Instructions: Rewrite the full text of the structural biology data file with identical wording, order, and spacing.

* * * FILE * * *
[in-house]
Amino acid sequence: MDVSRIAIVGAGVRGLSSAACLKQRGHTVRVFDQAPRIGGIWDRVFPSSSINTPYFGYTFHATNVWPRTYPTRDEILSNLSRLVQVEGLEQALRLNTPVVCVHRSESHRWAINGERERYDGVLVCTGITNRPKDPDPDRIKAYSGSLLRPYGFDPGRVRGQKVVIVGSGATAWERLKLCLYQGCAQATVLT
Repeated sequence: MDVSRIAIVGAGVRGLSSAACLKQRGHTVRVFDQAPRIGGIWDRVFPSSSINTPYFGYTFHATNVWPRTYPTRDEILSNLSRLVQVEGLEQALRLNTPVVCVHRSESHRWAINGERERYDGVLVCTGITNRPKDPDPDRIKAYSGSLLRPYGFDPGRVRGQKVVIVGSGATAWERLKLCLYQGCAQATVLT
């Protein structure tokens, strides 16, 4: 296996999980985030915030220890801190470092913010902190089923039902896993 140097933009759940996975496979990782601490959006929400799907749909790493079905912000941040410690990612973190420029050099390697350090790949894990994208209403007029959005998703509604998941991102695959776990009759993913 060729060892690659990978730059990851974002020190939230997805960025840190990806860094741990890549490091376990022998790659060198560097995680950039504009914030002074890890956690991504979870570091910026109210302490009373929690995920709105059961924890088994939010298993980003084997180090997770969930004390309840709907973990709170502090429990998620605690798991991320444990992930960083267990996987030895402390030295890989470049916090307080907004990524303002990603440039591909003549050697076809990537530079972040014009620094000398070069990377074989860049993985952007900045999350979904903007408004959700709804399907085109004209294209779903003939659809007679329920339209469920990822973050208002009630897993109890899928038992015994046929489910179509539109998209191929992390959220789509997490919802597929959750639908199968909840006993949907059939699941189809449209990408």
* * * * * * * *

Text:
[in-house]
Amino acid sequence: MDVSRIAIVGAGVRGLSSAACLKQRGHTVRVFDQAPRIGGIWDRVFPSSSINTPYFGYTFHATNVWPRTYPTRDEILSNLSRLVQVEGLEQALRLNTPVVCVHRSESHRWAINGERERYDGVLVCTGITNRPKDPDPDRIKAYSGSLLRPYGFDPGRVRGQKVVIVGSGATAWERLKLCLYQGCAQATVLT
Repeated sequence: MDVSRIAIVGAGVRGLSSAACLKQRGHTVRVFDQAPRIGGIWDRVFPSSSINTPYFGYTFHATNVWPRTYPTRDEILSNLSRLVQVEGLEQALRLNTPVVCVHRSESHRWAINGERERYDGVLVCTGITNRPKDPDPDRIKAYSGSLLRPYGFDPGRVRGQKVVIVGSGATAWERLKLCLYQGCAQATVLT
């Protein structure tokens, strides 16, 4: 296996999980985030915030220890801190470092913010902190089923039902896993 140097933009759940996975496979990782601490959006929400799907749909790493079905912000941040410690990612973190420029050099390697350090790949894990994208209403007029959005998703509604998941991102695959776990009759993913 060729060892690659990978730059990851974002020190939230997805960025840190990806860094741990890549490091376990022998790659060198560097995680950039504009914030002074890890956690991504979870570091910026109210302490009373929690995920709105059961924890088994939010298993980003084997180090997770969930004390309840709907973990709170502090429990998620605690798991991320444990992930960083267990996987030895402390030295890989470049916090307080907004990524303002990603440039591909003549050697076809990537530079972040014009620094000398070069990377074989860049993985952007900045999350979904903007408004959700709804399907085109004209294209779903003939659809007679329920339209469920990822973050208002009630897993109890899928038992015994046929489910179509539109998209191929992390959220789509997490919802597929959750639908199968909840006993949907059939699941189809449209990408």